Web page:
Augustine Kofie

Geometric Collages Made From Ephemera by Augustine Kofie

In a world where everything seems to be digitized, we hunt down the simplicity in “old-fashioned” items. Ones that tell stories of times gone by and hark back to a day when computers weren’t an essential part of daily life.

Augustine Kofie is an artist who’s keenly influenced by ephemera from the past that include file folders, index cards and notepads from the 50s, 60s, 70s, and 80s. He uses their geometric shapes and simple patterns to create new-age collages that are both old and new.

Augustine Kofie

Kofie is inspired by an age when data wasn’t simply entered on a computer. Instead, it was filed in paper form and kept tidy through pen-to-paper systems. It’s at this cross-section of archaic organization and modern-day digitization methods that Kofie has found his niche. Using vintage materials from the past, he presents the simplistic art of data entry in a more complicated era.

Kofie begins by scouring junk stores and antique shops to find office materials from yesteryear, which he then layers into geometric collages. When the base is finished, he works ballpoint pen, silkscreen designs, and acrylic shapes over the top to create architectural compositions that look like a cross between building blueprints, futuristic paintings, and cubism masterpieces.

Augustine Kofie

With a background in illustration and architecture, Kofie brings his artistic skills together to create pieces that are unlike any other around at the moment.

His inspiration draws from a compendium of movements and styles, including Italian Futurism from the early 20th century, where an obsession with powerful technology was brought to the forefront of hand-rendered artworks, and the layered wonders of Robert Rauschenberg – particularly his “Combines” series. Kofie draws inspiration from the juxtaposing display of images and the transfer techniques that create a sense of texture and never-ending layers.

“In a way, I try my best to emulate those aesthetics,” says Kofie, “but take it a step further to find my own language.” This language is, in theory, found and presented through paper ephemera from the past. Kofie likens his technique to sampling an old record, and “truncating, re-editing and overlapping that down over a beat.” In the case of Kofie’s collages, the beat is the underlying composition.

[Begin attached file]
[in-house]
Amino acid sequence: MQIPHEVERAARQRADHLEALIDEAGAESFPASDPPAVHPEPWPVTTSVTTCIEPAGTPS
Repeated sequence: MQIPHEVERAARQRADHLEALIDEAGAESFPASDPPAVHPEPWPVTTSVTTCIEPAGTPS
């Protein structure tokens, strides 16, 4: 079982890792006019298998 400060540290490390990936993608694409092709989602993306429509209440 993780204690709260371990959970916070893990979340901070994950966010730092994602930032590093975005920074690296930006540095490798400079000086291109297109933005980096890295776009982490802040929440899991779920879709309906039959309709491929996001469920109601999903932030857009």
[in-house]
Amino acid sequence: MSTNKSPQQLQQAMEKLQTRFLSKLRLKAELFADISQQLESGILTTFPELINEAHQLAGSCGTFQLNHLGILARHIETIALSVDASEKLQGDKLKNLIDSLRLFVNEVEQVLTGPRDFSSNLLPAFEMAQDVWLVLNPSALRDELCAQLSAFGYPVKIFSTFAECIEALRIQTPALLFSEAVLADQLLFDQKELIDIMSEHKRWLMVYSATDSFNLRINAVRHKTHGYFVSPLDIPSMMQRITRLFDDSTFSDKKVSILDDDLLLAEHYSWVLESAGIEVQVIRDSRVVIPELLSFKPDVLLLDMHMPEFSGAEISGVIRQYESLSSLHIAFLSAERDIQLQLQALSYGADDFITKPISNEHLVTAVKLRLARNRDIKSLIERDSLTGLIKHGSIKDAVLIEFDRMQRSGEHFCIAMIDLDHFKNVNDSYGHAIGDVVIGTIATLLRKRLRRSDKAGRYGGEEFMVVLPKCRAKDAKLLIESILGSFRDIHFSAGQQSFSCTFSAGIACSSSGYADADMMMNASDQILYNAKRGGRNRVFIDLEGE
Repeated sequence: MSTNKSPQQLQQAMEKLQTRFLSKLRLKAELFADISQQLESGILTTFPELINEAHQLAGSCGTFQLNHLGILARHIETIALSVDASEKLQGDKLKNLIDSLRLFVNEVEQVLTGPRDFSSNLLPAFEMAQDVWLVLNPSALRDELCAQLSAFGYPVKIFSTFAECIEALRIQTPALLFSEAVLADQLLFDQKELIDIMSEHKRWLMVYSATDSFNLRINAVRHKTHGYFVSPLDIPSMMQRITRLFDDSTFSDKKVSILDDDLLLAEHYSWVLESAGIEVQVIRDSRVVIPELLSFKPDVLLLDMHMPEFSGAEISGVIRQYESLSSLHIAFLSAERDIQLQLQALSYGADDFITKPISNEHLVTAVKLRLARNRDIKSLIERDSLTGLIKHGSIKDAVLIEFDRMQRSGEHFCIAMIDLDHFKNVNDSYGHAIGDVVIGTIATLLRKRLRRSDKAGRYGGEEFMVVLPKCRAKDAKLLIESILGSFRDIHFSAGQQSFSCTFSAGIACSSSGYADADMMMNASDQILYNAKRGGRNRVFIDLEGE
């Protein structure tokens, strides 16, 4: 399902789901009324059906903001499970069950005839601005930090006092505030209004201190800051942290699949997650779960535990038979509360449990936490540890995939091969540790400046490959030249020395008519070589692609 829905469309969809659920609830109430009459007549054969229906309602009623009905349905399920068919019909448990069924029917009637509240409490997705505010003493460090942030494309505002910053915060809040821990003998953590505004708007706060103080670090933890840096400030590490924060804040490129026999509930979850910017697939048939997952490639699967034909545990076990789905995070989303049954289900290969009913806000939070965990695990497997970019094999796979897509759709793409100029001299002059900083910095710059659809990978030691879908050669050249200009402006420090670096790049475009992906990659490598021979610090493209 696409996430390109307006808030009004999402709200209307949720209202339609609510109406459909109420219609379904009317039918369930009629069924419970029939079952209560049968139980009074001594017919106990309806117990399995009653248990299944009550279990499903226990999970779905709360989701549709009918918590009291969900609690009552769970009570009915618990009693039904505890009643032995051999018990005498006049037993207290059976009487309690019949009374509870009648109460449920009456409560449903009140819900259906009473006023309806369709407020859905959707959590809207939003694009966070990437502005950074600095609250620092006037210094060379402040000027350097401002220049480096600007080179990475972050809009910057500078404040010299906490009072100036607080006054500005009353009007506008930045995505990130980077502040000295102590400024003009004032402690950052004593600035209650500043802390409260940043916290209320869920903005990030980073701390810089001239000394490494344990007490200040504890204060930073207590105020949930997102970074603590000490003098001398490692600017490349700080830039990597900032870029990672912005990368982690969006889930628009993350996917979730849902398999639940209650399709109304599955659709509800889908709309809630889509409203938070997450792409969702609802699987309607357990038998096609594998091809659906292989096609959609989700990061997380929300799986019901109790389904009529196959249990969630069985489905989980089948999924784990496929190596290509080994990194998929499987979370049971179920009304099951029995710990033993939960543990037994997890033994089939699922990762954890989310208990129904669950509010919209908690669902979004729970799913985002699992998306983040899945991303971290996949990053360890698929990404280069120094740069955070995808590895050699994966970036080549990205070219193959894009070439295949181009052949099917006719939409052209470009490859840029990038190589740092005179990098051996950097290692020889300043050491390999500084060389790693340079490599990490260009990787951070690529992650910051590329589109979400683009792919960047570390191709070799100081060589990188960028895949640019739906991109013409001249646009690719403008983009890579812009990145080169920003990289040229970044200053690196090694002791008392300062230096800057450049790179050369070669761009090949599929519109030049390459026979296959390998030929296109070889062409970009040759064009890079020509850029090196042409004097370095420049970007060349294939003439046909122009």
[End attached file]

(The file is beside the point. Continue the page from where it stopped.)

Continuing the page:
Augustine Kofie

But it’s not just Kofie’s fascination with vintage finds that make his pieces so unique. It’s the contrast of that and his love of basic building blocks in the geometric world – a love that was nurtured during his architect days. His past as a graffiti artist (Kofie really is an artist with many layers!) has helped him select certain colour forms that work well with structured designs, whilst his experimental fondness of lines, drafts, and pre-production concepts add a raw and mathematical touch to his pieces.

Augustine Kofie

But these are not scientific works of art by any stretch of the imagination. They still ooze an aesthetic that’s both organic and full of soul. A new brand of retro-futuristic charm, if you will.

Over the years Kofie has exhibited his pieces all over the world, from the streets of America to high-end galleries in Paris. This year he’ll be showcasing his geometric masterpieces in “INVENTORY”, a solo exhibition being held at the Jonathan LeVine Gallery in New York between 21st November and 19th December.

Enjoy the track “Heldled ” by 1800HaightStreet while viewing the gallery below.

Augustine Kofie

Augustine Kofie

Augustine Kofie

Augustine Kofie

Augustine Kofie

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